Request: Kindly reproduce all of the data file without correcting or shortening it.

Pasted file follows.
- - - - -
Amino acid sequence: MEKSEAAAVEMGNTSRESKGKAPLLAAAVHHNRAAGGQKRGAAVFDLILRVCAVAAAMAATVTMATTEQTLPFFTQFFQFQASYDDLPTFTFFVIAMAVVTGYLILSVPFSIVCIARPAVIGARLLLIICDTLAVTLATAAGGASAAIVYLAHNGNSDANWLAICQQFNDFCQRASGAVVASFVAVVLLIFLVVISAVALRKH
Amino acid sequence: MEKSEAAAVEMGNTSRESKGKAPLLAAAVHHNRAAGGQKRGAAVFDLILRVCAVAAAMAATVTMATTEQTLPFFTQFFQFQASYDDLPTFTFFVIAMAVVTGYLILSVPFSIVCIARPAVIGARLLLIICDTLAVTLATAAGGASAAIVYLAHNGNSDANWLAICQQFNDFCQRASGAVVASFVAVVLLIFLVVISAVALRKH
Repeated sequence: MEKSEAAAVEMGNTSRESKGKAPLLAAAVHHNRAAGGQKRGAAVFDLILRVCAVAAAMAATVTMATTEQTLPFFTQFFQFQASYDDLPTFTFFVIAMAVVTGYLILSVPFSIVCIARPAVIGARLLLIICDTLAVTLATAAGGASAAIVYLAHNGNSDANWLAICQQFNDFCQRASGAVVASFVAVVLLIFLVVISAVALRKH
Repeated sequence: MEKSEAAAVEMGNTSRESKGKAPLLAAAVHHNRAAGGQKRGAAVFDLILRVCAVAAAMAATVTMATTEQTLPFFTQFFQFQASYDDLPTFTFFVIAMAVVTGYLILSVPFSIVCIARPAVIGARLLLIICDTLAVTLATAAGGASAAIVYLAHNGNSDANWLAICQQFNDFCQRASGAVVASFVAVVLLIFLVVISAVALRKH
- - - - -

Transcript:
Amino acid sequence: MEKSEAAAVEMGNTSRESKGKAPLLAAAVHHNRAAGGQKRGAAVFDLILRVCAVAAAMAATVTMATTEQTLPFFTQFFQFQASYDDLPTFTFFVIAMAVVTGYLILSVPFSIVCIARPAVIGARLLLIICDTLAVTLATAAGGASAAIVYLAHNGNSDANWLAICQQFNDFCQRASGAVVASFVAVVLLIFLVVISAVALRKH
Amino acid sequence: MEKSEAAAVEMGNTSRESKGKAPLLAAAVHHNRAAGGQKRGAAVFDLILRVCAVAAAMAATVTMATTEQTLPFFTQFFQFQASYDDLPTFTFFVIAMAVVTGYLILSVPFSIVCIARPAVIGARLLLIICDTLAVTLATAAGGASAAIVYLAHNGNSDANWLAICQQFNDFCQRASGAVVASFVAVVLLIFLVVISAVALRKH
Repeated sequence: MEKSEAAAVEMGNTSRESKGKAPLLAAAVHHNRAAGGQKRGAAVFDLILRVCAVAAAMAATVTMATTEQTLPFFTQFFQFQASYDDLPTFTFFVIAMAVVTGYLILSVPFSIVCIARPAVIGARLLLIICDTLAVTLATAAGGASAAIVYLAHNGNSDANWLAICQQFNDFCQRASGAVVASFVAVVLLIFLVVISAVALRKH
Repeated sequence: MEKSEAAAVEMGNTSRESKGKAPLLAAAVHHNRAAGGQKRGAAVFDLILRVCAVAAAMAATVTMATTEQTLPFFTQFFQFQASYDDLPTFTFFVIAMAVVTGYLILSVPFSIVCIARPAVIGARLLLIICDTLAVTLATAAGGASAAIVYLAHNGNSDANWLAICQQFNDFCQRASGAVVASFVAVVLLIFLVVISAVALRKH